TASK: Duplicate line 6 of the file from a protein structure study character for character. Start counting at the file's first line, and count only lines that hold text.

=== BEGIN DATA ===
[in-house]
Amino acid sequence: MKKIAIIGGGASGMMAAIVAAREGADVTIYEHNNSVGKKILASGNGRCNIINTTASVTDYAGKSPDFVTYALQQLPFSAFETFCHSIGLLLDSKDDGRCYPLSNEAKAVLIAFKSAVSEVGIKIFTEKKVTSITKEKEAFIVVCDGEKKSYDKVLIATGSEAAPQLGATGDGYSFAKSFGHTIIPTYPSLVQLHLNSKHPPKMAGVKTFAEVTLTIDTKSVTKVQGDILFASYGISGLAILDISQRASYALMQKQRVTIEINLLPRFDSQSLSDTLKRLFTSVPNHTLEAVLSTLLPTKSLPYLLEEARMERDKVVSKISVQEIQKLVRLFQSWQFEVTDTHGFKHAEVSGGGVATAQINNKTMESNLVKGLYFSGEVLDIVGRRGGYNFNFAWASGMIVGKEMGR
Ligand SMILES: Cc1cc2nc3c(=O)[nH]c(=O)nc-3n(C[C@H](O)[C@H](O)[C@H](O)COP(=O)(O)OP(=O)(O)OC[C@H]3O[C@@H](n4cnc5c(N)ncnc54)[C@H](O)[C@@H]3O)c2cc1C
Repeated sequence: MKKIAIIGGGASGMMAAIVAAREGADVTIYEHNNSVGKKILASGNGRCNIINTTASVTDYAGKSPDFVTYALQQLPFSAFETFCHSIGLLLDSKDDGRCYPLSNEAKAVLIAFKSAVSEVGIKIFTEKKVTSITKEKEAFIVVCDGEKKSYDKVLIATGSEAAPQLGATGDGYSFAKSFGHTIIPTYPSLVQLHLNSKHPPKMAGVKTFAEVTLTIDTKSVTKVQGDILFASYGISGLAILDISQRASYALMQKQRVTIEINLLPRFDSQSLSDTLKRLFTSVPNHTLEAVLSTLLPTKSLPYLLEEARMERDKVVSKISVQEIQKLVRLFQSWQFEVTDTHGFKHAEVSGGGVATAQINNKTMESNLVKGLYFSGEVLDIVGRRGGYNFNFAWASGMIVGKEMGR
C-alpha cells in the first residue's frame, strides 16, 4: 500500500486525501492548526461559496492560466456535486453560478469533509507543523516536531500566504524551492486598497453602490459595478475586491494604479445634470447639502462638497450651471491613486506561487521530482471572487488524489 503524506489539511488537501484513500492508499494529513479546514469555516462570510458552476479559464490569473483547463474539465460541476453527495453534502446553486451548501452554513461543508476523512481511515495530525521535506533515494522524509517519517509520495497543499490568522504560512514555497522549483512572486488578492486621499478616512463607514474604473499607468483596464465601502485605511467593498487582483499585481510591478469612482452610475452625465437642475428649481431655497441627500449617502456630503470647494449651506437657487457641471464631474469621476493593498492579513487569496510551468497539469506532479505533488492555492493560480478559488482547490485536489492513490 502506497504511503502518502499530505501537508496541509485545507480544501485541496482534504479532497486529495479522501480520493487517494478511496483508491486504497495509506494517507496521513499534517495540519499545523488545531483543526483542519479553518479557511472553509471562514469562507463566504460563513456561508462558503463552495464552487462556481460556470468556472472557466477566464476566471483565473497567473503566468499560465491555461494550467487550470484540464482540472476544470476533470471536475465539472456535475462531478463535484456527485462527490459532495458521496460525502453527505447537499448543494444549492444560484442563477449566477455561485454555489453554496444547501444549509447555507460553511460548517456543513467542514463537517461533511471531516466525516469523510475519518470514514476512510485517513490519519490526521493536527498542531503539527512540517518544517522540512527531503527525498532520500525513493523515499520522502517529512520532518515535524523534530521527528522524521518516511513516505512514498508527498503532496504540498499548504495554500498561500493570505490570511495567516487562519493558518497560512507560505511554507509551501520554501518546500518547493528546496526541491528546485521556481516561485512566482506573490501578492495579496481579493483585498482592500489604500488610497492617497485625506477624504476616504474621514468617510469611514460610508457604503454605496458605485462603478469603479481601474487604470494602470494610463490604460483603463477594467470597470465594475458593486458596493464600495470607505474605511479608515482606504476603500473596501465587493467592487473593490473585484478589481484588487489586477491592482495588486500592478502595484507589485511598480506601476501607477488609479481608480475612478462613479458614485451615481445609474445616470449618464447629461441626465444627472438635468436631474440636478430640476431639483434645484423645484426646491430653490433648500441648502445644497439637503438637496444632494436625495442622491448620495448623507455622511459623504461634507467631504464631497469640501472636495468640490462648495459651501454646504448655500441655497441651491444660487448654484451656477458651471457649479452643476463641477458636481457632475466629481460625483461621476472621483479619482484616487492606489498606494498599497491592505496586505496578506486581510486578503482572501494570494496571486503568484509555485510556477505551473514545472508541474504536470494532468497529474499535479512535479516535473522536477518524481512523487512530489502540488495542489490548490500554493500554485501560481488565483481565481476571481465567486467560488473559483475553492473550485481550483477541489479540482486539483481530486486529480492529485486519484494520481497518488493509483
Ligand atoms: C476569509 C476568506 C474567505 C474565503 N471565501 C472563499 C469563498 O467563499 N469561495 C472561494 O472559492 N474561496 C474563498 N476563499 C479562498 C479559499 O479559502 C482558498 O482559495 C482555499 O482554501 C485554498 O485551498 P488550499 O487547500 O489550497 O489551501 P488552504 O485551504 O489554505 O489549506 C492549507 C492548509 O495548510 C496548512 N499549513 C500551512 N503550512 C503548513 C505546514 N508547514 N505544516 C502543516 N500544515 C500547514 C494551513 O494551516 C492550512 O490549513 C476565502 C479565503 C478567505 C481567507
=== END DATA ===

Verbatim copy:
Ligand atoms: C476569509 C476568506 C474567505 C474565503 N471565501 C472563499 C469563498 O467563499 N469561495 C472561494 O472559492 N474561496 C474563498 N476563499 C479562498 C479559499 O479559502 C482558498 O482559495 C482555499 O482554501 C485554498 O485551498 P488550499 O487547500 O489550497 O489551501 P488552504 O485551504 O489554505 O489549506 C492549507 C492548509 O495548510 C496548512 N499549513 C500551512 N503550512 C503548513 C505546514 N508547514 N505544516 C502543516 N500544515 C500547514 C494551513 O494551516 C492550512 O490549513 C476565502 C479565503 C478567505 C481567507